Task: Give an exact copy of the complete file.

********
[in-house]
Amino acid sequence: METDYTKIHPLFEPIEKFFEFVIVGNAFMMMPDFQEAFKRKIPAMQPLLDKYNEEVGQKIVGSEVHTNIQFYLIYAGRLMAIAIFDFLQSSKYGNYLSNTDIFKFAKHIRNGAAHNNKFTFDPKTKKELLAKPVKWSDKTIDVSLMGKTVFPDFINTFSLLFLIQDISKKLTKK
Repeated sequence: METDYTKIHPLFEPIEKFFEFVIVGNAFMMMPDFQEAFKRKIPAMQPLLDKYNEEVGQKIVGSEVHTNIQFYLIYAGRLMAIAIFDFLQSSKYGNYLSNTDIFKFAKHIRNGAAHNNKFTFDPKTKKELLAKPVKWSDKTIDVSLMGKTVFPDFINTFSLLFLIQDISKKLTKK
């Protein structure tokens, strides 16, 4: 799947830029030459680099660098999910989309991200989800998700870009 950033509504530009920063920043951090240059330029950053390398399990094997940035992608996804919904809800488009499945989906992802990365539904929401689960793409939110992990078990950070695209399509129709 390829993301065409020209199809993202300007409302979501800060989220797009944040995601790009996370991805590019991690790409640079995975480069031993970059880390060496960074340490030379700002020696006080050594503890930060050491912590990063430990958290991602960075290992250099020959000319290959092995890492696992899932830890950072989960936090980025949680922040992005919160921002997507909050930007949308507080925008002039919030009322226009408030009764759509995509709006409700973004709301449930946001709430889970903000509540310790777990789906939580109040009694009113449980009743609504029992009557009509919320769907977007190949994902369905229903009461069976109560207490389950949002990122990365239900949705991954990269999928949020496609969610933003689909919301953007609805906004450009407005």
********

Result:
[in-house]
Amino acid sequence: METDYTKIHPLFEPIEKFFEFVIVGNAFMMMPDFQEAFKRKIPAMQPLLDKYNEEVGQKIVGSEVHTNIQFYLIYAGRLMAIAIFDFLQSSKYGNYLSNTDIFKFAKHIRNGAAHNNKFTFDPKTKKELLAKPVKWSDKTIDVSLMGKTVFPDFINTFSLLFLIQDISKKLTKK
Repeated sequence: METDYTKIHPLFEPIEKFFEFVIVGNAFMMMPDFQEAFKRKIPAMQPLLDKYNEEVGQKIVGSEVHTNIQFYLIYAGRLMAIAIFDFLQSSKYGNYLSNTDIFKFAKHIRNGAAHNNKFTFDPKTKKELLAKPVKWSDKTIDVSLMGKTVFPDFINTFSLLFLIQDISKKLTKK
């Protein structure tokens, strides 16, 4: 799947830029030459680099660098999910989309991200989800998700870009 950033509504530009920063920043951090240059330029950053390398399990094997940035992608996804919904809800488009499945989906992802990365539904929401689960793409939110992990078990950070695209399509129709 390829993301065409020209199809993202300007409302979501800060989220797009944040995601790009996370991805590019991690790409640079995975480069031993970059880390060496960074340490030379700002020696006080050594503890930060050491912590990063430990958290991602960075290992250099020959000319290959092995890492696992899932830890950072989960936090980025949680922040992005919160921002997507909050930007949308507080925008002039919030009322226009408030009764759509995509709006409700973004709301449930946001709430889970903000509540310790777990789906939580109040009694009113449980009743609504029992009557009509919320769907977007190949994902369905229903009461069976109560207490389950949002990122990365239900949705991954990269999928949020496609969610933003689909919301953007609805906004450009407005």